All that of course is what we would expect from the MSM. What we do not expect is when the Christian media does some of the same. But sadly there are plenty of examples of this in fact happening. And often it comes from the religious left as they seek to discredit or repudiate those Christians who dare to not follow the usual leftist line on things.

I often ignore such folks, but when you are publicly focused on and misrepresented in order to push a narrative or sell a story, then sometimes it is worthwhile responding and seeking to set the record straight. A recent piece in an Australian Christian magazine is a case in point: http://www.eternitynews.com.au/opinion/now-is-the-perfect-time-to-talk-about-climate-change/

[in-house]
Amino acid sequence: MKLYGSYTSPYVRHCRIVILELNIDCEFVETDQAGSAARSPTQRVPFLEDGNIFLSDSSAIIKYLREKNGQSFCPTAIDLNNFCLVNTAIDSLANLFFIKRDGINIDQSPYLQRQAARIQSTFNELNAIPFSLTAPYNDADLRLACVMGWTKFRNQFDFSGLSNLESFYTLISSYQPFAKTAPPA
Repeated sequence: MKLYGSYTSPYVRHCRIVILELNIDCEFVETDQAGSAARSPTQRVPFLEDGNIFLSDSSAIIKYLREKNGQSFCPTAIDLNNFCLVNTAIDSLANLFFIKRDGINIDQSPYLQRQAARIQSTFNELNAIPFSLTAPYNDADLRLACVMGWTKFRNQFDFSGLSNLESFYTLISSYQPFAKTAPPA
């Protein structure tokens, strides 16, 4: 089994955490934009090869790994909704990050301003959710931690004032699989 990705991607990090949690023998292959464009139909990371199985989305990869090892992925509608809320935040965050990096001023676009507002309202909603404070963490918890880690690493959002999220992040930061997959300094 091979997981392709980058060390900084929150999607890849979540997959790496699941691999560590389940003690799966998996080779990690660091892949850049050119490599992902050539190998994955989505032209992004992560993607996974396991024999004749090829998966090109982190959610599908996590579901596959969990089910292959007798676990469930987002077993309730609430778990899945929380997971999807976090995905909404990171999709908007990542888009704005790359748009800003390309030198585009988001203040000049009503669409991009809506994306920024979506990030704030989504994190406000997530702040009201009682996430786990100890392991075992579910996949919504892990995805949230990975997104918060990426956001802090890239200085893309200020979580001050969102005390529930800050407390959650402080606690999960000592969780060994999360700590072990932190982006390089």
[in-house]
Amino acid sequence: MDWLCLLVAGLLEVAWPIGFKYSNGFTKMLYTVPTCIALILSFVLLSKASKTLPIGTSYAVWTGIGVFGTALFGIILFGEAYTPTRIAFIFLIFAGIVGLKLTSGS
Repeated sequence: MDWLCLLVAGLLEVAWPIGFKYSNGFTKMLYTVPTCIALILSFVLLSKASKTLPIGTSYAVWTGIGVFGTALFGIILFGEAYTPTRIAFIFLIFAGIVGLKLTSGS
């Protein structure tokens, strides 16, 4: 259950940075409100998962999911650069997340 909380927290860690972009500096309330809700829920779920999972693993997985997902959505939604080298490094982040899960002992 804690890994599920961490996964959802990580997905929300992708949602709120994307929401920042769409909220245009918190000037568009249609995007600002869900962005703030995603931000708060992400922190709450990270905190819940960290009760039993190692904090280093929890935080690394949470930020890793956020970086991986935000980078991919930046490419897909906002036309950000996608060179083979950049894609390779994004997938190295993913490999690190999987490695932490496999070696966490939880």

The piece was on the environment, and how Christian leaders are getting on board the climate change bandwagon – except for a few reprobate dinosaurs like myself evidently. It was a two-part piece. One gal wrote the main article, which interviewed “ecotheologian” Mick Pope, a proud member of the leftist Red Letter Christians group that includes Tony Campolo, Jim Wallis and Brian McLaren.

The usual spin of the climate alarmists is presented there, including this line: “If we fail to change our approach to climate change, Pope – along with other experts – expects temperatures to continue to rise around four degrees Celsius by the end of the century.” Never mind all the other experts who do NOT believe this to be the case, and have made a solid argument as to why that is so.

And then the editor did a follow-up article supposedly looking at conservative Christians and their views on such matters. He tried to make the case that even conservatives are starting to join the chorus, but that I am the last troglodyte who is still resisting this new Christian consensus!